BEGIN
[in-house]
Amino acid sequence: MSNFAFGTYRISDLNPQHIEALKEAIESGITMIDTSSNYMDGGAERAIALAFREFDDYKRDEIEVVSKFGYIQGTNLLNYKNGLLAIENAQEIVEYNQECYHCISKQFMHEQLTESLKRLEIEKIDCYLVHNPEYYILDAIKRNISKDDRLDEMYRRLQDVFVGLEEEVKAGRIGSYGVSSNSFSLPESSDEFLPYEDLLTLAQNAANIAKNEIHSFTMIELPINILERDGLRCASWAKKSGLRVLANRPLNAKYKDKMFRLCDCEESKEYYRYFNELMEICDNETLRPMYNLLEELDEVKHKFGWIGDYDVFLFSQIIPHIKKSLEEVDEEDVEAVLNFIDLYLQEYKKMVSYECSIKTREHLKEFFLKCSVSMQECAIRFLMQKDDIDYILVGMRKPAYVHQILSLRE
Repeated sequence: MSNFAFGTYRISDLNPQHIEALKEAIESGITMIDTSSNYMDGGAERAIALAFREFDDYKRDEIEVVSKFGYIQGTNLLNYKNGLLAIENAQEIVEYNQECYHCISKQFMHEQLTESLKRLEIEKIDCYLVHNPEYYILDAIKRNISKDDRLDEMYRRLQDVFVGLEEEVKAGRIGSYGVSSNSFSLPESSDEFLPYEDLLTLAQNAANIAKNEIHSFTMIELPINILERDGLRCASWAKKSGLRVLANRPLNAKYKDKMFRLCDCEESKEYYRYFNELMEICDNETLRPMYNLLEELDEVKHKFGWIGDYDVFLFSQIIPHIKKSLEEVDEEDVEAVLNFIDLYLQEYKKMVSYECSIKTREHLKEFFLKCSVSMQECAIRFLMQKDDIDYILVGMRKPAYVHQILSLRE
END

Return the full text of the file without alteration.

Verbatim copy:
[in-house]
Amino acid sequence: MSNFAFGTYRISDLNPQHIEALKEAIESGITMIDTSSNYMDGGAERAIALAFREFDDYKRDEIEVVSKFGYIQGTNLLNYKNGLLAIENAQEIVEYNQECYHCISKQFMHEQLTESLKRLEIEKIDCYLVHNPEYYILDAIKRNISKDDRLDEMYRRLQDVFVGLEEEVKAGRIGSYGVSSNSFSLPESSDEFLPYEDLLTLAQNAANIAKNEIHSFTMIELPINILERDGLRCASWAKKSGLRVLANRPLNAKYKDKMFRLCDCEESKEYYRYFNELMEICDNETLRPMYNLLEELDEVKHKFGWIGDYDVFLFSQIIPHIKKSLEEVDEEDVEAVLNFIDLYLQEYKKMVSYECSIKTREHLKEFFLKCSVSMQECAIRFLMQKDDIDYILVGMRKPAYVHQILSLRE
Repeated sequence: MSNFAFGTYRISDLNPQHIEALKEAIESGITMIDTSSNYMDGGAERAIALAFREFDDYKRDEIEVVSKFGYIQGTNLLNYKNGLLAIENAQEIVEYNQECYHCISKQFMHEQLTESLKRLEIEKIDCYLVHNPEYYILDAIKRNISKDDRLDEMYRRLQDVFVGLEEEVKAGRIGSYGVSSNSFSLPESSDEFLPYEDLLTLAQNAANIAKNEIHSFTMIELPINILERDGLRCASWAKKSGLRVLANRPLNAKYKDKMFRLCDCEESKEYYRYFNELMEICDNETLRPMYNLLEELDEVKHKFGWIGDYDVFLFSQIIPHIKKSLEEVDEEDVEAVLNFIDLYLQEYKKMVSYECSIKTREHLKEFFLKCSVSMQECAIRFLMQKDDIDYILVGMRKPAYVHQILSLRE